The Silurian aquifer (the areas generally above 700 feet in the east and southeast) is a perched aquifer not connected to the Cambrian sandstone aquifer. The water table here is shallow and generally follows topography.

Ground Water Elevation: 1957

By 1960, only two years after changing from wells to a pipeline, the water table had recovered dramatically. There is still a cone of depression, buy it's much shallower and smaller. There were still private, industrial, and municipal wells outside of Green Bay drawing water. Diagram based on Water Supply Paper 1499-G.

Ground Water Elevation: 2003

By 2003, continued pumping in the growing suburbs created a new cone of depression. Note the far larger number of data points in 2003. The cone of depression is deeper than in 1960, and also further southwest.

Ground Water Elevation: 2005

By 2005, the cone of depression was larger and deeper than the one in 1957, and centered south of Green Bay, reflecting the increased water usage by the suburbs. Data after Maas, 2009.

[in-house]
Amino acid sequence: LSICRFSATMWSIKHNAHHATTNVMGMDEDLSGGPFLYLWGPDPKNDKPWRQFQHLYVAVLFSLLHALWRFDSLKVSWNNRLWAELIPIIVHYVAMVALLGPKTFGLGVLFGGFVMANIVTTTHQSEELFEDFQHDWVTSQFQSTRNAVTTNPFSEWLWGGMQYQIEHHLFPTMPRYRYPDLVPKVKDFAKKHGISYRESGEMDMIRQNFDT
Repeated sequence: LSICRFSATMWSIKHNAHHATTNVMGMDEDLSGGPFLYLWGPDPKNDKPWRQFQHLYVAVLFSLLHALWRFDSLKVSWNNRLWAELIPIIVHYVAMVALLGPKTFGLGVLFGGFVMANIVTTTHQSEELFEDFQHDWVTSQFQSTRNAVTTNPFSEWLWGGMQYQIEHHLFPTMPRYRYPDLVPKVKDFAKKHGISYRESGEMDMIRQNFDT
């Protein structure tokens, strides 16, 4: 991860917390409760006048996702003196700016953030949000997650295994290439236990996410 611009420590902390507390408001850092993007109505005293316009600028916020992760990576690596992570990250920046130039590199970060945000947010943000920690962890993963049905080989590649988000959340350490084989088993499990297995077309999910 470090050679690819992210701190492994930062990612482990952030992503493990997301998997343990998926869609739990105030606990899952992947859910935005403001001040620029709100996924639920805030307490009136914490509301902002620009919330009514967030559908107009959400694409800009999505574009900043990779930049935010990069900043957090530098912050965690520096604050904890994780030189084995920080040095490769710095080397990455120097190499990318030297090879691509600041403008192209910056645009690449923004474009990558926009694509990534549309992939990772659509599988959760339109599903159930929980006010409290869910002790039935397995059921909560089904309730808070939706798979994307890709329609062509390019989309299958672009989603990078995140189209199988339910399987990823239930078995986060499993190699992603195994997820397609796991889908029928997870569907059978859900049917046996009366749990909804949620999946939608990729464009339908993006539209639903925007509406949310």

Ground Water Elevation: 2009

The deepening cone of depression led the suburbs of Green Bay to consider using Lake Michigan water as well. Their first thought was simply to use Green Bay's system. Green Bay's response was "Sure! How much are you willing to pay?" To which the suburbs replied "pay?" Eventually, six surrounding communities decided to build their own pipeline, which opened in 2006.

By 2009, the cone of depression, though still large and deep, has substantially ameliorated. Water table recovery has been enough to restore artesian conditions in some areas. Data after Maas, 2009.

References


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Created 22 September 2003, Last Update 13 September 2016